All year we wait for this moment. In April, we buy sliders and maxi-dresses off ASOS and they linger patiently in the back of the cupboard. In May, we try to assemble a barbecue on our 1ft x 1ft balcony. In June, we throw our sodden fists into the sky and plead for sun. And now, finally, it's here: the four days in July when it's hot enough to wear shorts, AKA the British summer. And what do we do? Burn, sweat and moan.
Brits are famous worldwide for being terrible in the heat. On the train we have to be constantly reminded to carry water, lest we literally drop dead from it being five degrees warmer than our bodies can handle. In parks, we gorge on Soleros and tanning oil and end up a greasy, sticky mess.
But surely there are better ways to handle the sun than that. So, to hopefully discover a few, we asked people who've lived in really hot countries to give British people some tips on how to deal with it being a few degrees warmer than normal.
I moved from Italy to the UK exactly three years ago with a completely different experience of summer. To me, summer had always meant being able to jump in a friend's car and drive to the seaside on weekends, and never-ending barbecues with loads of incredible food and friends. Summer in London, on the other hand, is gross: ugly feet in sliders, inexperienced men with disposable barbecues from ASDA and frozen burgers.
The advice you people need most is just to chill the fuck out, to be honest: it's just sun, and there is no need for you to be in a park, in a bikini, squished up next to 8,000 other people. Flip-flops have no place anywhere there isn't sand, and if you insist on getting your toes out, invest in a pedicure first. Most importantly, though, there is nothing wrong with taking a few showers a day and reapplying deodorant. That 24-hour protection thing is a fucking myth.
No matter how much melanin you have in your possession, you can still get sunburned. I learnt this the hard way in Australia, where the ozone is made of – can't confirm – but I think tissue paper? Factor 15 mixed with coconut oil might as well be Utterly Butterly. Wear sunscreen. Every day. Then lather yourself in shea butter and aloe vera gel when you get home in the evenings to keep your skin flake-free and your tan popping. Also, replenish what the sun has zapped from you with freezer cold coconut water so you don't end up wasting the whole day napping or falling asleep in the sun and waking up with third degree sunburns.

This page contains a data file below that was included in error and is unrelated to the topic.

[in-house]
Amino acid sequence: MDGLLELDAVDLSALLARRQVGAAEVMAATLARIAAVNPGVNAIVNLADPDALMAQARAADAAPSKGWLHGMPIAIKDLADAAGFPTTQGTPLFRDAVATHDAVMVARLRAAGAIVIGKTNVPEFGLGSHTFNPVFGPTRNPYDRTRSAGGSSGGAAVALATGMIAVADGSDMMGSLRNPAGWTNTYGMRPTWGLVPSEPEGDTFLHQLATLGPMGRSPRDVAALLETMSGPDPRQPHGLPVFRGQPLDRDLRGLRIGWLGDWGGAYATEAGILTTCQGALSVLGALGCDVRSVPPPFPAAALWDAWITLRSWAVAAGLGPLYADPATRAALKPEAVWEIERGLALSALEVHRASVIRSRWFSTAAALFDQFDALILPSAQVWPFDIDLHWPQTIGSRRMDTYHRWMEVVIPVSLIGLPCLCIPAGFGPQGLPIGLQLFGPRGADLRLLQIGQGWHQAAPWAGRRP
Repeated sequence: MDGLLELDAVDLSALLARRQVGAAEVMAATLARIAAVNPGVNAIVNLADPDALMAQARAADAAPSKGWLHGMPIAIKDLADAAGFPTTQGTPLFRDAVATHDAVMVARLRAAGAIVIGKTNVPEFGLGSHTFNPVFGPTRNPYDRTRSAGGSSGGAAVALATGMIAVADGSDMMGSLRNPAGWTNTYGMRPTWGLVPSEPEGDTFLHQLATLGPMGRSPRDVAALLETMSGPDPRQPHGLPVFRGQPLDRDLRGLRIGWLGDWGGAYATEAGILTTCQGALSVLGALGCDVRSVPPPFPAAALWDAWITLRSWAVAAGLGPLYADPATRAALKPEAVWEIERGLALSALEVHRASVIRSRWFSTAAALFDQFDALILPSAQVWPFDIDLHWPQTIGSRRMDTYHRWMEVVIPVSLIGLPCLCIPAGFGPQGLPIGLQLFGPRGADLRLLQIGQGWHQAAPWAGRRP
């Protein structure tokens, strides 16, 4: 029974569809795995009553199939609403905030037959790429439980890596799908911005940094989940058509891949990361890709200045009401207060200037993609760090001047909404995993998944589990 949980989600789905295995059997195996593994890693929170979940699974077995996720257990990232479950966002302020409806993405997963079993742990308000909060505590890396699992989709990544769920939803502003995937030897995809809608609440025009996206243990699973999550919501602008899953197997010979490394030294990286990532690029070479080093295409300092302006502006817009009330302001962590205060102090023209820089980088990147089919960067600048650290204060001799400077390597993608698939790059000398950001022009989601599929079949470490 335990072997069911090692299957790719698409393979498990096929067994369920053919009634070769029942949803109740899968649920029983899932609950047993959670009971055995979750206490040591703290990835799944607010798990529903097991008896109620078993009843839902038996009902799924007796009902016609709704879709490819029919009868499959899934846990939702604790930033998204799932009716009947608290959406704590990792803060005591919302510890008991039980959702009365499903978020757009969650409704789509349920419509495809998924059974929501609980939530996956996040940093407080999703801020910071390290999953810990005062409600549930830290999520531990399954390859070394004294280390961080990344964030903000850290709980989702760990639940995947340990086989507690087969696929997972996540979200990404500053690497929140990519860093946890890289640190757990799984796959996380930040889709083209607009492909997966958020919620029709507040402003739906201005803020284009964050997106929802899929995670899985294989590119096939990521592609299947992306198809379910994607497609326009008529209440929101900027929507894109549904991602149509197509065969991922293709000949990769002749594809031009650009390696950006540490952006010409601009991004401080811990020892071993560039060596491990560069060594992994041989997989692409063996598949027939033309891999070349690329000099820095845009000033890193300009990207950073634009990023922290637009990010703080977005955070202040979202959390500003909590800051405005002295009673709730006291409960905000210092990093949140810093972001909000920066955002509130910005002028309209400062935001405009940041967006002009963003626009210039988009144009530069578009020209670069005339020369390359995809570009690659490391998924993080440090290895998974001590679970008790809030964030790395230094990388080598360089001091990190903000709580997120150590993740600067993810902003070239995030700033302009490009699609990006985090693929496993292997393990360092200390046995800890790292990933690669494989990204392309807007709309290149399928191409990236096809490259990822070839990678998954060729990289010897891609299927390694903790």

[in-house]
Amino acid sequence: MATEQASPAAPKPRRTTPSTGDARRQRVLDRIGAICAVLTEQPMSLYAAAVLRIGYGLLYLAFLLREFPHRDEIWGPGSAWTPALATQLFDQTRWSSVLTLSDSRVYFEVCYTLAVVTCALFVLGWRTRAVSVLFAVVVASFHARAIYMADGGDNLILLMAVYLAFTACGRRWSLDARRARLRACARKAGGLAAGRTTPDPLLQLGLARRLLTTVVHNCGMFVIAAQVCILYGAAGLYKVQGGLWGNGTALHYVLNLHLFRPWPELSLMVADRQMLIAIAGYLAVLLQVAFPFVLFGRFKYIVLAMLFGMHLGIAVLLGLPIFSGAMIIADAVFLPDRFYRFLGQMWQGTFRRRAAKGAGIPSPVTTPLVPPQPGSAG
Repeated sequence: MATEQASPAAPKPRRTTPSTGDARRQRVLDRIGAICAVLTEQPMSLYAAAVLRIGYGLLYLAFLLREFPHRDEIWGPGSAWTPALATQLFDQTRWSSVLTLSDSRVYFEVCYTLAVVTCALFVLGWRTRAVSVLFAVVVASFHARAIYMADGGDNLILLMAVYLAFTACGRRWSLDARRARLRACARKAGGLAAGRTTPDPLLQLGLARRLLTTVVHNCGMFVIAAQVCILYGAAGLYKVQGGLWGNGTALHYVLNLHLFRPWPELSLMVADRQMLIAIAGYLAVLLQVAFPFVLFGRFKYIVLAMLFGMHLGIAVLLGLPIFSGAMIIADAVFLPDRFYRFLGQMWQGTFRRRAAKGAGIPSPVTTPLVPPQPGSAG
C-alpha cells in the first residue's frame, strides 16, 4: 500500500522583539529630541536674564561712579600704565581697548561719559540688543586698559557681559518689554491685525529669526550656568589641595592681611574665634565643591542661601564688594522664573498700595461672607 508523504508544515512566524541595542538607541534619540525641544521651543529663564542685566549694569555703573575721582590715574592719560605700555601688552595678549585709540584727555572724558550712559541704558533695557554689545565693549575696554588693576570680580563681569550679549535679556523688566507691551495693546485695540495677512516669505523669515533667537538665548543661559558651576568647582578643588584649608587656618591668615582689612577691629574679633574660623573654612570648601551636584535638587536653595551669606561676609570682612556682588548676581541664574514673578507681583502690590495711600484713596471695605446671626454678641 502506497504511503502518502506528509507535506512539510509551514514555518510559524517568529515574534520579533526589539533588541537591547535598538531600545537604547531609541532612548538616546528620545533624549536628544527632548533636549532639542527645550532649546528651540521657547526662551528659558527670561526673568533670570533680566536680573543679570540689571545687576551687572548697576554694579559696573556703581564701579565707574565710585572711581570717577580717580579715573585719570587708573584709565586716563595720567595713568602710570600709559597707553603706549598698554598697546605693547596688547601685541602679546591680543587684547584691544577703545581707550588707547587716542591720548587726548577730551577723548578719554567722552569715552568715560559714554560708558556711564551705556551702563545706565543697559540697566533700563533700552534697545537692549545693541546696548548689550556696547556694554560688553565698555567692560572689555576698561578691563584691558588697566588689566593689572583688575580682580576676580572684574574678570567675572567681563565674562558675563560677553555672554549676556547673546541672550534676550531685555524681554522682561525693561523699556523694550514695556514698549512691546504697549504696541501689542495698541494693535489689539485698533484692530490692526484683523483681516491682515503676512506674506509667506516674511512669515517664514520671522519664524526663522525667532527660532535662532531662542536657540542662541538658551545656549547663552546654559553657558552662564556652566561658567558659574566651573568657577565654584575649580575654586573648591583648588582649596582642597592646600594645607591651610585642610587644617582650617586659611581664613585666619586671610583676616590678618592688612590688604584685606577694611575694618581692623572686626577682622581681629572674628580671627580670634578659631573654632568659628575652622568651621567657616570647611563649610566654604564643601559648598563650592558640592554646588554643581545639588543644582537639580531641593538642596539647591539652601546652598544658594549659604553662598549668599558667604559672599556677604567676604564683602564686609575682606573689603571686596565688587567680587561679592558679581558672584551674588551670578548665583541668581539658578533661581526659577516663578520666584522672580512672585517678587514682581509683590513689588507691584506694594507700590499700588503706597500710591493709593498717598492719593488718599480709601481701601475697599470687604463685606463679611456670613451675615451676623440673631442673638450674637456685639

As a slightly chubby white man, summer is probably the time it's hardest for me to look attractive. Never wear shorts: fat white legs are a giveaway of a portly pale body with parts that have literally never been exposed to the sun. Your biggest enemy is probably sweat, so you've got to try to keep this to a minimum. Don't use moisturiser because it clogs up your pores and makes you gush. Most importantly, never wear grey: it shows the sweat and, although I can't prove it scientifically, definitely makes you sweat more.
Guys, you've got to make sure you're fresh. I'm not just talking deodorant on the pits; you've got to look after what's down below. This is where your mum's stash of Johnson's Baby Powder comes into use. There's nothing more embarrassing than successfully chirpsing that girl in the tennis dress, only for her to thrust down your Primark boxers to find balls covered in drippy sweat and a big waft of stinking bishop. Talc the front and the back before you leave your house.
We're all told melanin is the ultimate protector, but I'm learning to use a bit of suntan lotion. It does serve to protect your skin, no matter what colour you are. Also, after a long day in the sun I use aloe vera – it's the best for cooling and replenishing the lost hydration from your skin. Also, black people do tan – please don't tell us we don't. White people, please don't hold your arm next to mine comparing your tan to my natural skin colour and make comments like, "I'm nearly as dark as you." It's gross.
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